Reviving the Premier League players you forgot existed…
When you think of Ryan Giggs, you think of his hairy-chested goal celebration against Arsenal in ’99. When you think of Tony Yeboah, you think of him smashing home a thunderous volley against the underside of the crossbar. When you think of El Hadji Diouf, you think of spitting.
But what do you think about when you think of Andy Impey?
No need to answer that straight away - you were probably unprepared for the question. It’s likely that Andy Impey has become an irrelevance in your life since his last Premier League appearance, for Leicester in a 3-1 defeat at Newcastle in February 2004.
That day came in the twilight of a career that, if not glittering, was certainly accomplished. Andy - or Andrew, as he preferred in his more introspective moments - Impey played 289 games in the Premier League and almost 500 in English football. More than Yeboah and Hadji Diouf combined. You may have forgotten all those games, but there are others who haven’t.
One group of people who still think about Andy Impey, and always fondly, are fans of Queens Park Rangers.
“Imps was part of the only side that has come near to emulating the 75/76 side for style and flair,” gushed one fan on the WeAreTheRangersBoys website, while another pointed out that Hoops legend Les Ferdinand was heavily indebted to Impey for “the amount of chances he put on a plate for him”.
Impey was QPR’s player of the year for three seasons running between 1993 and 1995. Not even the great Sir Les himself could emulate that feat.
“Great winger, had a good cross on him both with the ball and his right hand,” said another Rangers supporter, referring to the time Impey planted a fearsome hook onto the jaw of Barnsley’s Adie Moses. It would probably be lauded as one of the sweetest punches in FA Cup history if Trevor Sinclair hadn’t upstaged his team-mate by scoring that overhead kick later in the same game.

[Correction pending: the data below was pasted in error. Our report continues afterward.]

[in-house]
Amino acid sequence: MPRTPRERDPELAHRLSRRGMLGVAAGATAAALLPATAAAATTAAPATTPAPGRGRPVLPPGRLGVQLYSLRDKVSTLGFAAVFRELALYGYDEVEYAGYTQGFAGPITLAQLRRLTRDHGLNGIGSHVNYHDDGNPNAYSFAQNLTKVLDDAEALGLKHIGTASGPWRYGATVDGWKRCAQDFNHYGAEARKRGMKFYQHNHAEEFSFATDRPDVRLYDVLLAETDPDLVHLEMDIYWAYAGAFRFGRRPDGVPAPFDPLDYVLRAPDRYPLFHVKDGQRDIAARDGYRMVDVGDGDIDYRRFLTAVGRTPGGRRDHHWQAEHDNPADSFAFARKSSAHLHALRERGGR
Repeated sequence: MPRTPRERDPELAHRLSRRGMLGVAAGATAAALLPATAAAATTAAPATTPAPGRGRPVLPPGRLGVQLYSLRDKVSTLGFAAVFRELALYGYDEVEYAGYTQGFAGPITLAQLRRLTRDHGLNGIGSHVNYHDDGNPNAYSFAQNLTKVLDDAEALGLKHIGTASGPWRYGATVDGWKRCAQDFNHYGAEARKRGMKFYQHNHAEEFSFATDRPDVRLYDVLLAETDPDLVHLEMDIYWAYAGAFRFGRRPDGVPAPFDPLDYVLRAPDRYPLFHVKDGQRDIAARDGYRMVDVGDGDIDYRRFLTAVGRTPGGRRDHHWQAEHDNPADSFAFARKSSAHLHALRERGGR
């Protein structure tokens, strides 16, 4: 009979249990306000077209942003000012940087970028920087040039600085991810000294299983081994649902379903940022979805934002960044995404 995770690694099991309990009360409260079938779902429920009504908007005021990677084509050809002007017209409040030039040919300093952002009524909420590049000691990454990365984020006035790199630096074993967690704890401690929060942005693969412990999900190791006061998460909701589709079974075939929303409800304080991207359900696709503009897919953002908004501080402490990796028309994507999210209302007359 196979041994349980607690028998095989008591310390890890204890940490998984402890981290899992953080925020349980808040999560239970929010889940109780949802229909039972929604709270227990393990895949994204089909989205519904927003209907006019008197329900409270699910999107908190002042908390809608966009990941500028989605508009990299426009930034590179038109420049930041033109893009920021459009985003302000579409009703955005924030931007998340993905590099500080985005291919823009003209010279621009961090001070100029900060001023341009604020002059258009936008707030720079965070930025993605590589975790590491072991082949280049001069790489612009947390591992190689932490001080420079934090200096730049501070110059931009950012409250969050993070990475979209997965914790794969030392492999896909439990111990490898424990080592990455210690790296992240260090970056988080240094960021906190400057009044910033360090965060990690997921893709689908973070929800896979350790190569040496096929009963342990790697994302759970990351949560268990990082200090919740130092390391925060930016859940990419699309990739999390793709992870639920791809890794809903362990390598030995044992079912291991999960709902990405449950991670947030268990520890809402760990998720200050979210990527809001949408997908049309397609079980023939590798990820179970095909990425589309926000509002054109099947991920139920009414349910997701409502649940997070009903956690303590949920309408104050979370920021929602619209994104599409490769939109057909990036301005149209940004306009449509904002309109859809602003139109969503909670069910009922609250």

By then Rangers had dropped out of the top flight, but Impey got the chance to return when West Ham signed him for £1.2m in 1997. His one season at Upton Park was described as “a bit of a non-event” by a fan on the Westhamonline website. Other Hammers were similarly underwhelmed, dismissing Impey as “a massive shrug of a player ” or as someone who “did a job - that was all”.
“He played a modest number of games without doing anything notable,” surmised another Irons supporter, while a more generous assessment was that Impey was “a potentially cracking player hampered by niggly injuries - basically a perfect West Ham player”.
The flying winger that thrilled Rangers fans had morphed into more of a solid wing-back under West Ham boss Harry Redknapp, but that was right up the street of fellow 3-5-2 merchant Martin O’Neill, who gave the Hammers their money back to take Impey to Leicester in 1998.
The Northern Irishman slotted his new signing onto the right of the Foxes midfield with Steve Guppy on the left, a combination described by one excitable fan on the Foxes Talk forum as “a wing-back pairing from heaven”.
While Guppy was the star of that duo, and probably still dines out on his solitary England cap, Impey is mainly remembered by City fans as “dependable”.